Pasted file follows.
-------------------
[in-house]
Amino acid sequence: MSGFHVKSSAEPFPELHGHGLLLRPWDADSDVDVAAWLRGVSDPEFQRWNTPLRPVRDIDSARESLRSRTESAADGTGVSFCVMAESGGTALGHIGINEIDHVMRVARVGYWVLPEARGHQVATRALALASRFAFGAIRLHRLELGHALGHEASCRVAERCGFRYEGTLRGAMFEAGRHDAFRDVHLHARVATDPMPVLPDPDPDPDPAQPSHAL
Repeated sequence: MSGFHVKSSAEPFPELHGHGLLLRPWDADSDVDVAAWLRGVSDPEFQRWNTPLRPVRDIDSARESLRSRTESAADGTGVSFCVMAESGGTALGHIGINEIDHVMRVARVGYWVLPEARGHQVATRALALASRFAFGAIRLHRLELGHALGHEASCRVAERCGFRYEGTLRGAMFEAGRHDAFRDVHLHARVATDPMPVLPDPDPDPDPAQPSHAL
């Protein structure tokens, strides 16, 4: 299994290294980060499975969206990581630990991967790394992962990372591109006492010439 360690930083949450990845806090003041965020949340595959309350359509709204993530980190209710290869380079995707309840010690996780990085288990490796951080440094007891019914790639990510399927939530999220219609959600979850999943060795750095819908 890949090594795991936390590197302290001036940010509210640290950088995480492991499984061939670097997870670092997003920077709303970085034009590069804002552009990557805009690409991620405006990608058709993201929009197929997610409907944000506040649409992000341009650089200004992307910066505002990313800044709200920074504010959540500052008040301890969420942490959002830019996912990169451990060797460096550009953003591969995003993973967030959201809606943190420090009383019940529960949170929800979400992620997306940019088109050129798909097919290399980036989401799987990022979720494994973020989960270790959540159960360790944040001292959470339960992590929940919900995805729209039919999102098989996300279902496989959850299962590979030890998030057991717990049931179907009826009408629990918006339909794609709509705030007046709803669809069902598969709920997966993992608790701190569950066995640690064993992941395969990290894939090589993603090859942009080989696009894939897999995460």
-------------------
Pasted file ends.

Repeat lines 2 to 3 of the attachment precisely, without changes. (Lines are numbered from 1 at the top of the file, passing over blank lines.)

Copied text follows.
Amino acid sequence: MSGFHVKSSAEPFPELHGHGLLLRPWDADSDVDVAAWLRGVSDPEFQRWNTPLRPVRDIDSARESLRSRTESAADGTGVSFCVMAESGGTALGHIGINEIDHVMRVARVGYWVLPEARGHQVATRALALASRFAFGAIRLHRLELGHALGHEASCRVAERCGFRYEGTLRGAMFEAGRHDAFRDVHLHARVATDPMPVLPDPDPDPDPAQPSHAL
Repeated sequence: MSGFHVKSSAEPFPELHGHGLLLRPWDADSDVDVAAWLRGVSDPEFQRWNTPLRPVRDIDSARESLRSRTESAADGTGVSFCVMAESGGTALGHIGINEIDHVMRVARVGYWVLPEARGHQVATRALALASRFAFGAIRLHRLELGHALGHEASCRVAERCGFRYEGTLRGAMFEAGRHDAFRDVHLHARVATDPMPVLPDPDPDPDPAQPSHAL